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NLP | dealing with lateness
Dealing with Lateness

by Dr. Vesna Grubacevic


Is your prospect’s, customer’s, employee’s or supplier’s lateness frustrating you?  Are you constantly waiting for them to get information to you on time?  Do you wish they were more organised?  

Early versus late

When I work with business people, one person’s lateness or the other person’s organisation can be a cause for conflict.  It’s time we talked about time because different people have a different relationship to time.  Some people respect time and are either early or on time, while others are more laid back regarding time.  Some cultures accept lateness as part of their daily lives, while others expect timeliness.  Some people grew up in a structured and organised environment where timeliness was rewarded, while others grew up in an environment where tardiness was condoned.

When two business people with different upbringings, cultural influences and relationships to time get together, it can lead to challenges if they are unaware of how to best deal with these differences.  There are two main ways that people relate to time, and most people will exhibit a combination of the two ways below.

The Organised Person

A person who is organised will exhibit any combination of the following traits:
  • Is very organised and plans everything
  • Believes that there is a wrong way and a right way to do everything
  • Uses a diary (electronic or paper)
  • Makes ‘to do’ lists
  • Is always on time or early, and gets annoyed if other people are late
  • Needs to know the full story/picture right away and dislikes it when other people tell them only part of the story/picture or leaves the story/picture incomplete.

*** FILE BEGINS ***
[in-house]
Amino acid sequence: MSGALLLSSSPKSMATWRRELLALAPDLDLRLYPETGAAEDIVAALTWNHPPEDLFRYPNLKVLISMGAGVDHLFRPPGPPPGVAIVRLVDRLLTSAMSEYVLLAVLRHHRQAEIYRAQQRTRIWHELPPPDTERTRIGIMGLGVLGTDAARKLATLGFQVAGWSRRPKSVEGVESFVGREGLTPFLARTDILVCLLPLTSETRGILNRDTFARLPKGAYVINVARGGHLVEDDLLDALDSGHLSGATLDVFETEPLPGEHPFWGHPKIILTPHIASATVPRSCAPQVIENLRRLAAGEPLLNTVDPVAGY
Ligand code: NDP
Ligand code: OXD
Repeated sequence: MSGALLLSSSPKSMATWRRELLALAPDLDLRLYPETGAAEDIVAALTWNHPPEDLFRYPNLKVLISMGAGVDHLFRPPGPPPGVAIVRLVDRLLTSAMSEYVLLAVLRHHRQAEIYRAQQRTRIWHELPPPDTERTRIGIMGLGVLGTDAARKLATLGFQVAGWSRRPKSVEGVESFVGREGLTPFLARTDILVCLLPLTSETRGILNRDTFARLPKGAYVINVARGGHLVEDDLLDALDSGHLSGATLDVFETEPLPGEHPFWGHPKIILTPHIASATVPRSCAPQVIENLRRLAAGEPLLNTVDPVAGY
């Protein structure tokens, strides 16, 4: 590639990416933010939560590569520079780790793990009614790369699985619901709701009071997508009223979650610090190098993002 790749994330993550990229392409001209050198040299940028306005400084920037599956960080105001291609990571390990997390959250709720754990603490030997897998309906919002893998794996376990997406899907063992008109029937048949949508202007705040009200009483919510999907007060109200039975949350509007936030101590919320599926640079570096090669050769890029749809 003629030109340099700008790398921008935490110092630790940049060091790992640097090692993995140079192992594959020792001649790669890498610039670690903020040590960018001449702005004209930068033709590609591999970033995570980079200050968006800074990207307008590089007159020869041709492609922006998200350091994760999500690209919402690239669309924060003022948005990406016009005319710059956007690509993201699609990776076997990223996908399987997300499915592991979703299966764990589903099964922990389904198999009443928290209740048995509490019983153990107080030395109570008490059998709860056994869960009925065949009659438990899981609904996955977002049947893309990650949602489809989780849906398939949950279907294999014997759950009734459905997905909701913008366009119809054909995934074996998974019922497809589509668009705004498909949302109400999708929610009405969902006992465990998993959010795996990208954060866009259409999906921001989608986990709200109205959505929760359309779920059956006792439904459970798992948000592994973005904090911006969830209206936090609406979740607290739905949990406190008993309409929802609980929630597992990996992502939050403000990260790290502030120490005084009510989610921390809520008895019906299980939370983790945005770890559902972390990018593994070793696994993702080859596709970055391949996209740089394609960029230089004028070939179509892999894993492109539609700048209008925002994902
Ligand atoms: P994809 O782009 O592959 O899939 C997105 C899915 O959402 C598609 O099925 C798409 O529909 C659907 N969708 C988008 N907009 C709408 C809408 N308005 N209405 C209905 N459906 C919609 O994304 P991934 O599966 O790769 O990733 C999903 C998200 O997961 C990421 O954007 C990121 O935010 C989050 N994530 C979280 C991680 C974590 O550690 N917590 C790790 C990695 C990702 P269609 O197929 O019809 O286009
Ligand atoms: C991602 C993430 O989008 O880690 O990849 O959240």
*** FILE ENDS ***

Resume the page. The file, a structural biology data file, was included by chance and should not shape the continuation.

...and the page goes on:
The Spontaneous Person

A person who is spontaneous will exhibit any combination of the following traits:
  • Enjoys the moment and is totally present in the moment
  • Is spontaneous and does things on the spur of the moment
  • Likes to keep their options opened therefore leaves decisions to the last minute
  • Does not use a diary or lists
  • Is late and has a reason for being late eg. I had to take a phone call
  • If they only hear part of the story/picture, they are happy to wait for the rest of the story/picture as they enjoy what they have heard so far.
Working Together

To create greater harmony in your business relationships where people have different relationships to time, the organised person needs to keep the following in mind when relating to the spontaneous person:
  • From time to time suggest to do things spontaneously
  • Really be fully present and engaged when listening to and relating to them.  Be in the moment rather than thinking about the next thing on your to do list.
  • Help them be on time by giving them an earlier timeframe.  For example, if your prospect, customer, employee or supplier is always ten minutes late, ask them to be ready at 11.10am instead of 11.20am (the time you really need to leave by).
Meanwhile, the spontaneous person needs to keep the following in mind when relating to the organised person:
  • Organise things from time to time, rather than always being spontaneous
  • Make lists of what you would like them to do
  • Complete your stories fully rather than leaving them incomplete to avoid them getting frustrated by the incompleteness
  • Work with their need to be on time, and give yourself extra time to get ready for meetings, etc.
Once you identify and appreciate the above differences in how your prospects, customers, employees and suppliers relate to time, you can then work together more effectively to stop any frustration, and instead create successful business relationships.

How you too can promote yourself effectively, lead and motivate your team, and grow a successful business.



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